Drug Infonet provides drug and disease information for your healthcare needs. Visit our FAQ page to find answers to common health questions. Look on the Manufacturer Info page to link to pharmaceutical company pages. Click to Health Info and Health News for the latest in healthcare developments.
Doctors' Answers to "Frequently Asked Questions" - Atherosclerosis
Atherosclerosis of the Heart
Answer: Atherosclerotic heart disease is an all too common problem experienced by many patients. There are many so-called "risk factors" for the development of coronary artery disease, including a history of smoking, diet high in fat and calories, diabetes mellitus, being of male gender, and most importantly, a significant family history of disease. There are many medications and therapies, as you elude to, that can prevent progression of atherosclerotic heart disease and its complications (angina, and myocardial infarcts ("heart attacks")). There is no medication available at this time, however, that can actively reverse atherosclerosis of the vessels that supply the heart (or any other organ, for that matter). Angioplasty (physically opening the artery with a balloon), or removal of atherosclerotic plaques with a catheter device can be used to open up diseased vessels mechanically, but the plaques are physically altered in these instances, and not reversed. However, depending on risk factors, proper medication therapy can keep the progression of plaques in check, and in this setting the plaques can slowly be remodeled by the body and become less functionally significant. In addition, the non-diseased vessels have time to "pick up the slack" and supply the area supplied by the diseased vessel, and avoid problems should the plaque-containing vessel get worse. However, if the patient is a smoker, and continues to consume a poor diet, and/or has a significant family history, such remodeling of a plaque is less likely to occur. Medication alone, however, in response to your question, cannot reverse atherosclerotic heart disease. Consulting with your physician, however, can provide you with the information necessary to initiate a good "heart smart" diet, an appropriate exercise plan, a smoking cessation program if needed, and an appropriate medication regimen that will optimize your chances of avoiding complications of atherosclerotic disease of the coronary arteries.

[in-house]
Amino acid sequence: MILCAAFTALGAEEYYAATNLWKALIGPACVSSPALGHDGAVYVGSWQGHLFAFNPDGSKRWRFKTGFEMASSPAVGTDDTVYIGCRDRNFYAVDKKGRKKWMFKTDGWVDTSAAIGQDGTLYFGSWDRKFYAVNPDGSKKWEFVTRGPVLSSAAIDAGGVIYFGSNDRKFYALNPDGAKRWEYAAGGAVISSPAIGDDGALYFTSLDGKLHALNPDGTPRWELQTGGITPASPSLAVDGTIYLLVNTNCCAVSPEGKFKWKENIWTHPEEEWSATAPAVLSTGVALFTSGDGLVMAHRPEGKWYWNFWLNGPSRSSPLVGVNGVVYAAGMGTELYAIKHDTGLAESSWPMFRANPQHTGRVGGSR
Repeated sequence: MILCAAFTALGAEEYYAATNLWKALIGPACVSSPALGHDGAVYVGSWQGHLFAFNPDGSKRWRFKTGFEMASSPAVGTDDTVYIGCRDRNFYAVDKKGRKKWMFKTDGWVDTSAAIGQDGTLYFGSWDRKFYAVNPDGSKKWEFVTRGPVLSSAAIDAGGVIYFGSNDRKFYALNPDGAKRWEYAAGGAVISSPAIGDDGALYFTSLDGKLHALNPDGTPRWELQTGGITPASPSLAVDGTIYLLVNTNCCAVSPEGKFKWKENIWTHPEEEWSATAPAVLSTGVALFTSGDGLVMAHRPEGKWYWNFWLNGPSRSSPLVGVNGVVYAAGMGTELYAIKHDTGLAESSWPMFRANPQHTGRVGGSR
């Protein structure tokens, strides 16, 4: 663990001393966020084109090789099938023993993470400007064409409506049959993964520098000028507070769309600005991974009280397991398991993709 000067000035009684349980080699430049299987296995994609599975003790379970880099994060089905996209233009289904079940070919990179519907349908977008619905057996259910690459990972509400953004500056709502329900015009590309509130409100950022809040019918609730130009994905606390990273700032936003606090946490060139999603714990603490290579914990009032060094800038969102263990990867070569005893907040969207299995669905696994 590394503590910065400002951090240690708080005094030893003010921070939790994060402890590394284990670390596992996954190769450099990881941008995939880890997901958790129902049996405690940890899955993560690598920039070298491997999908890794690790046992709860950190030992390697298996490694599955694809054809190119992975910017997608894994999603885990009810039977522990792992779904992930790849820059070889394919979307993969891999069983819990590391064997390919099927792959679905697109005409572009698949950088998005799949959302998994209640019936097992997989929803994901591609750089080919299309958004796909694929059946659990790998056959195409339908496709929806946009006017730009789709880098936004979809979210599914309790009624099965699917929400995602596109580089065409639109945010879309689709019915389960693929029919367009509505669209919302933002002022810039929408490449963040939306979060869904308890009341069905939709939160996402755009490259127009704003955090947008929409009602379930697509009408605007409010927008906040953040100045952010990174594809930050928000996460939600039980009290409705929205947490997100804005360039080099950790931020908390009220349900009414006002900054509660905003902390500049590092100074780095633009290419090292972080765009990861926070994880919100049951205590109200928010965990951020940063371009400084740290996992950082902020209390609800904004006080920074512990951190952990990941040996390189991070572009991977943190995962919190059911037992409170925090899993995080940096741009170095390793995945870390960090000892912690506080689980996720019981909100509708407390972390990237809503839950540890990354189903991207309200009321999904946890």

Answer: We really don't know if any of these are capable of reversing atherosclerosis. There are times that patients clearly have reversible lesions, but the reason is unclear. There are advocates that any cholesterol lowering agent will do this. Others say that increasing the HDL, the so-called good cholesterol is the only agent capable of reversing damage to arteries. There are currently studies in progress using several agents such as you have mentioned as well as diet, exercise, Vitamin E, etc., to see which agents might reverse lesions-tune in later.